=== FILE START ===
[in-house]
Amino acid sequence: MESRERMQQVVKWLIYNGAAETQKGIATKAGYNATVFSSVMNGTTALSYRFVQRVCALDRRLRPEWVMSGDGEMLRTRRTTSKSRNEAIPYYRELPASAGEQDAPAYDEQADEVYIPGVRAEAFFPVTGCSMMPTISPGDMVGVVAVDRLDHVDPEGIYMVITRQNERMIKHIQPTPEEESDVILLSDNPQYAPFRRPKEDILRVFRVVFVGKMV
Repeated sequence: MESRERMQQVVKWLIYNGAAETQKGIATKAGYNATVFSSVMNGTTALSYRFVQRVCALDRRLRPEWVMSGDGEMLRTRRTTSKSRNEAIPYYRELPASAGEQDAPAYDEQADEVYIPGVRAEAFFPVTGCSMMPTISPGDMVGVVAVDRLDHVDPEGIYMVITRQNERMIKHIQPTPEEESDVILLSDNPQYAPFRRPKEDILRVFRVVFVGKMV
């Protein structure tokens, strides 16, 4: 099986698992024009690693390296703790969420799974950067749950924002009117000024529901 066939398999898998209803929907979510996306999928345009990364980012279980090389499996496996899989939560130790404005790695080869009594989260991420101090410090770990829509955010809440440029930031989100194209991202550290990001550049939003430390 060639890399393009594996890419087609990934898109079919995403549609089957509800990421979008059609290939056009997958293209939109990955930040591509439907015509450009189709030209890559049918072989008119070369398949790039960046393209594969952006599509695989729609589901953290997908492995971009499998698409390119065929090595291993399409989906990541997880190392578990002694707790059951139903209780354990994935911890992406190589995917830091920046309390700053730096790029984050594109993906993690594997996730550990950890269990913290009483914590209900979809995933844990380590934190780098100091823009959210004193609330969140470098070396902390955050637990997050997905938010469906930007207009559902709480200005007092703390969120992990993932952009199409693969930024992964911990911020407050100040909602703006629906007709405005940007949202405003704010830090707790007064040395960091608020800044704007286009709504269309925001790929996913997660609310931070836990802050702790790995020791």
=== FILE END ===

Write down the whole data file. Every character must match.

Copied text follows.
[in-house]
Amino acid sequence: MESRERMQQVVKWLIYNGAAETQKGIATKAGYNATVFSSVMNGTTALSYRFVQRVCALDRRLRPEWVMSGDGEMLRTRRTTSKSRNEAIPYYRELPASAGEQDAPAYDEQADEVYIPGVRAEAFFPVTGCSMMPTISPGDMVGVVAVDRLDHVDPEGIYMVITRQNERMIKHIQPTPEEESDVILLSDNPQYAPFRRPKEDILRVFRVVFVGKMV
Repeated sequence: MESRERMQQVVKWLIYNGAAETQKGIATKAGYNATVFSSVMNGTTALSYRFVQRVCALDRRLRPEWVMSGDGEMLRTRRTTSKSRNEAIPYYRELPASAGEQDAPAYDEQADEVYIPGVRAEAFFPVTGCSMMPTISPGDMVGVVAVDRLDHVDPEGIYMVITRQNERMIKHIQPTPEEESDVILLSDNPQYAPFRRPKEDILRVFRVVFVGKMV
């Protein structure tokens, strides 16, 4: 099986698992024009690693390296703790969420799974950067749950924002009117000024529901 066939398999898998209803929907979510996306999928345009990364980012279980090389499996496996899989939560130790404005790695080869009594989260991420101090410090770990829509955010809440440029930031989100194209991202550290990001550049939003430390 060639890399393009594996890419087609990934898109079919995403549609089957509800990421979008059609290939056009997958293209939109990955930040591509439907015509450009189709030209890559049918072989008119070369398949790039960046393209594969952006599509695989729609589901953290997908492995971009499998698409390119065929090595291993399409989906990541997880190392578990002694707790059951139903209780354990994935911890992406190589995917830091920046309390700053730096790029984050594109993906993690594997996730550990950890269990913290009483914590209900979809995933844990380590934190780098100091823009959210004193609330969140470098070396902390955050637990997050997905938010469906930007207009559902709480200005007092703390969120992990993932952009199409693969930024992964911990911020407050100040909602703006629906007709405005940007949202405003704010830090707790007064040395960091608020800044704007286009709504269309925001790929996913997660609310931070836990802050702790790995020791």